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Flash Fiction Duo

January 6, 2018


This week we bring you two very different flash fiction tales to sink your monster's teeth into. 


Knife Work from Ed Ahern is due to appear in our March 2018 anthology: Fangs and Broken Bones.


Ed Ahern resumed writing after forty odd years in foreign intelligence and international sales. He’s had a hundred eighty poems and stories published so far, and three books. His collected fairy and folk tales, The Witch Made Me Do It, a novella The Witches’ Bane, and his collected fantasy stories, Capricious Visions.  He works the other side of writing at Bewildering Stories, where he sits on the review board and manages a posse of five review editors.


Knife Work 

By Ed Ahern


Coming soon to our March 2018 anthology: Fangs and Broken Bones. 


Now enjoy some (pardon the pun) devilish wickedness from Edward Palumbo.


Edward Palumbo is a graduate of the University of Rhode Island (1982). His fiction, poems, shorts, and journalism have appeared in numerous periodicals, journals, e-journals and anthologies including Rough Places Plain, Flush Fiction, Tertulia Magazine, Epiphany, The Poet’s Page, Reader’s Digest, Baseball Bard and Dark Matter. Ed is a prize-winning poet and playwright. Ed’s literary credo is: if you fall off the horse, get right back on the bicycle.


And Came The Demon

By Edward Palumbo


It was three am and, yet, someone had turned on the master bedroom lights. The room was cool and smelled of damp, old clothes. A creature lay on my bed next to me. Her face was contorted and blood dripped from the corner of her mouth – the right side. It was not Janet, but it was her body, maybe a bit thinner, but her body. My darling wife was possessed. “Kiss me,” said the she-demon, as she opened her blood-red eyes. “Kiss me my darling.” I jumped from the bed and, as I did so, the bedroom door slammed shut. I made every effort to open it, eager to rush to Suzie’s side, as my baby was crying for me from her crib. But the door would not open.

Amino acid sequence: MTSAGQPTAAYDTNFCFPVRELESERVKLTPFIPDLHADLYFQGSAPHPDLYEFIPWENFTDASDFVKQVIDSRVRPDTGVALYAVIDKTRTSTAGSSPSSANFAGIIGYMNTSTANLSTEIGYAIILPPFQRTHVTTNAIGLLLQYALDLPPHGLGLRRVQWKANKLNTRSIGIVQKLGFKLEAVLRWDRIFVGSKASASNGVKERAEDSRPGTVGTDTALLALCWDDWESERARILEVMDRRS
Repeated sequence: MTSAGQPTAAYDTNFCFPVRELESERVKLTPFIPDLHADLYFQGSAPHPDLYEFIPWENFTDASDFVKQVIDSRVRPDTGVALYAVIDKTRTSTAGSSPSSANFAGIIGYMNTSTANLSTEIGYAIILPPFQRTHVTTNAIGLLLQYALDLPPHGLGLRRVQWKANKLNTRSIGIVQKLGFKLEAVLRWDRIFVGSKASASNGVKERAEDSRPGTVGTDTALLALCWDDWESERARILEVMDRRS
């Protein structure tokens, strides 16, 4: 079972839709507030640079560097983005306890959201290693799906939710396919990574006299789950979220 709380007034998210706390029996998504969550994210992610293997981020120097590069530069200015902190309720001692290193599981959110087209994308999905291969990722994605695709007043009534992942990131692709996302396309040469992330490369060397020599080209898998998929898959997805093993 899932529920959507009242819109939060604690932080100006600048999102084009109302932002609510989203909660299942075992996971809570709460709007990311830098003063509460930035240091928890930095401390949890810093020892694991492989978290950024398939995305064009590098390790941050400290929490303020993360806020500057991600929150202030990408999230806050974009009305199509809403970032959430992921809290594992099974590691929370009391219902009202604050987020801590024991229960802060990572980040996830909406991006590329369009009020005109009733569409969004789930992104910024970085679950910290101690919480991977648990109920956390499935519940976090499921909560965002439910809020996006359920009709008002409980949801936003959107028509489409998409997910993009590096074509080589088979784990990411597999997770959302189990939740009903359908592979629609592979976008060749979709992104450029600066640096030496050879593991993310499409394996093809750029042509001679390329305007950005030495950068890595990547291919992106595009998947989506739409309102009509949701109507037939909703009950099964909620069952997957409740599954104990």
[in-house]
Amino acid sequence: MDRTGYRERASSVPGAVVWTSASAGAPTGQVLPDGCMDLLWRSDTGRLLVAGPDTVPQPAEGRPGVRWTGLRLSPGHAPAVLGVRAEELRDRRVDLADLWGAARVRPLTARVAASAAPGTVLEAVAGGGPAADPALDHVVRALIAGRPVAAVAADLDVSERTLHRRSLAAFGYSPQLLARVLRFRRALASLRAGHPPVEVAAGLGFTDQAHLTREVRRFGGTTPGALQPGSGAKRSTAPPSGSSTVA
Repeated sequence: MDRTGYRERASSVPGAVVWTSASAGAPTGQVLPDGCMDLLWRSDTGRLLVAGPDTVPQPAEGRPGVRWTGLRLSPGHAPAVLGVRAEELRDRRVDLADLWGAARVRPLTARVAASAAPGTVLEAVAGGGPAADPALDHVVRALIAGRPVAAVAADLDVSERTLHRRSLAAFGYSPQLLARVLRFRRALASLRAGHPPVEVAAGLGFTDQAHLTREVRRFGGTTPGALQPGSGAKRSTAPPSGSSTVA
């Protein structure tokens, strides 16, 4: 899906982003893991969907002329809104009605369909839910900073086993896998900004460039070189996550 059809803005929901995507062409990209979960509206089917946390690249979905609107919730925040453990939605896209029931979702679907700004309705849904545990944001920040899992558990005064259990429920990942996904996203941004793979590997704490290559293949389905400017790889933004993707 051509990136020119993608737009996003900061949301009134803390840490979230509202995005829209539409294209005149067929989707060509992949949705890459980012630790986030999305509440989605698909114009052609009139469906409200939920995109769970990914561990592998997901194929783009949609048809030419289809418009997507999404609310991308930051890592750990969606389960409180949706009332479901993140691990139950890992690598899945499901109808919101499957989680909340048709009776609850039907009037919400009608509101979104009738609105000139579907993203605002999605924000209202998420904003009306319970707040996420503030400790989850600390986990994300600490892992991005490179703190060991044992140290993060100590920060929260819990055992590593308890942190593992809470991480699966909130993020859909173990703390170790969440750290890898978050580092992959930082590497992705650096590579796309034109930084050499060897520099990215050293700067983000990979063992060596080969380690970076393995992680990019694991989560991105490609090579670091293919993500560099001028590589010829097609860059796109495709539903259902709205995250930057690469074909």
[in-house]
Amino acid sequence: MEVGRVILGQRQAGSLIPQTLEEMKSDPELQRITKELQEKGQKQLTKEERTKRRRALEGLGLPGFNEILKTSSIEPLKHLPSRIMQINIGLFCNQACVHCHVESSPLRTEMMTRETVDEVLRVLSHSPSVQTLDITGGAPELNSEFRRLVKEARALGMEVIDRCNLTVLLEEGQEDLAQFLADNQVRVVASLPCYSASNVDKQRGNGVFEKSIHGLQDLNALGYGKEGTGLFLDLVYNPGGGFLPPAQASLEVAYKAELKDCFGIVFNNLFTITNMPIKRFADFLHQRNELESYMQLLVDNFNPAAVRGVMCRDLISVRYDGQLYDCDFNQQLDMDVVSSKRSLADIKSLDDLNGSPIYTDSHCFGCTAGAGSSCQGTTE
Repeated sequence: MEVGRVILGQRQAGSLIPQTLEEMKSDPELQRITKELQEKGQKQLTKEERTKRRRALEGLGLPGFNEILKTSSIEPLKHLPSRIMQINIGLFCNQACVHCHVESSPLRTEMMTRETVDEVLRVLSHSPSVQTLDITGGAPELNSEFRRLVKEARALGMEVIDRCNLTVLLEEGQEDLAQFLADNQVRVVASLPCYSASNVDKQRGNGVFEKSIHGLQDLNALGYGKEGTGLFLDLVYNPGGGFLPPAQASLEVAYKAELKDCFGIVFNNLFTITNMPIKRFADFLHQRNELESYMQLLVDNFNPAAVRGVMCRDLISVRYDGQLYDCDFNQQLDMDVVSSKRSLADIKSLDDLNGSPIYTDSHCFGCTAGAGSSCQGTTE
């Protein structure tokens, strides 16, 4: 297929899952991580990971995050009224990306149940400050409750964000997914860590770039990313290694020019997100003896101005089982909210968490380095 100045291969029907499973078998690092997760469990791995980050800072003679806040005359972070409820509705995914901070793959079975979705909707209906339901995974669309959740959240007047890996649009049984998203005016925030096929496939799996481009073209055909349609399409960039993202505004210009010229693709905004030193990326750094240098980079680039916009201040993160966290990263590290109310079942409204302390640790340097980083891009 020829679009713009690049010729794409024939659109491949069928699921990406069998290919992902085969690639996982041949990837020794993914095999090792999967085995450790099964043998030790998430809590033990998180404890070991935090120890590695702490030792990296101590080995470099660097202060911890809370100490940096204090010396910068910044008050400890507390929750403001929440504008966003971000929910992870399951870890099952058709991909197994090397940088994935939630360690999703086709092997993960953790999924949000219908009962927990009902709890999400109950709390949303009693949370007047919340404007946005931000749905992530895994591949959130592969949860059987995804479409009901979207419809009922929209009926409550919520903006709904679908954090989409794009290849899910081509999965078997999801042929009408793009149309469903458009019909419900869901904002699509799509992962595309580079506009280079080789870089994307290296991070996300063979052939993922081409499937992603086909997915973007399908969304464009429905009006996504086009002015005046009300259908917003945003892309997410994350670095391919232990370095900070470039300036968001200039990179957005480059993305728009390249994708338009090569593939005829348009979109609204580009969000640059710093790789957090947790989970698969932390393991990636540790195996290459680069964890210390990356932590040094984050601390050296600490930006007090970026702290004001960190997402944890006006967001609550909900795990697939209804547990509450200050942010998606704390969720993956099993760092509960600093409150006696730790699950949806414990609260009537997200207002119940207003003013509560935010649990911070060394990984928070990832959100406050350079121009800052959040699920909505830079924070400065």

“Don’t leave me, my sweet,” said the creature, “I want to play.” She raised her head from the pillow and eyed me lustfully.


“Let my Janet go,” I screamed.


“Let my Janet go? Who are you, Moses?”


“I’ll Moses you,” said I and, with that, I began searching the bedroom for a candlestick to crack the beast over the head with. I was then struck by the realization that we did not own a candlestick. After a moment, I spied my golf bag next to the closet door. I pulled my two iron from its sleeve and approached the hideous bitch.


“Fore, baby,” I said to the demon.


“Hah,” she replied, “if you hit me with that club, it’ll be the first contact you’ve ever made with a two iron.”


I raised the club over my head, only to be thrown across the room and I slammed against the door. I collapsed to the carpet and I felt ill to my stomach as if concussed. The two iron spun in the air before me and, after a moment, it crashed through the window. Suzie cried from her crib. Arf barked from the kitchen, his water dish, no doubt, empty, again.


“Who are you?” I asked the beast as I rose to my feet.


“Who do you think I am?” she growled, “I am Sondra, you’re one and only love.”


“My wife, Sondra, is dead,” I said, as I approached the bed.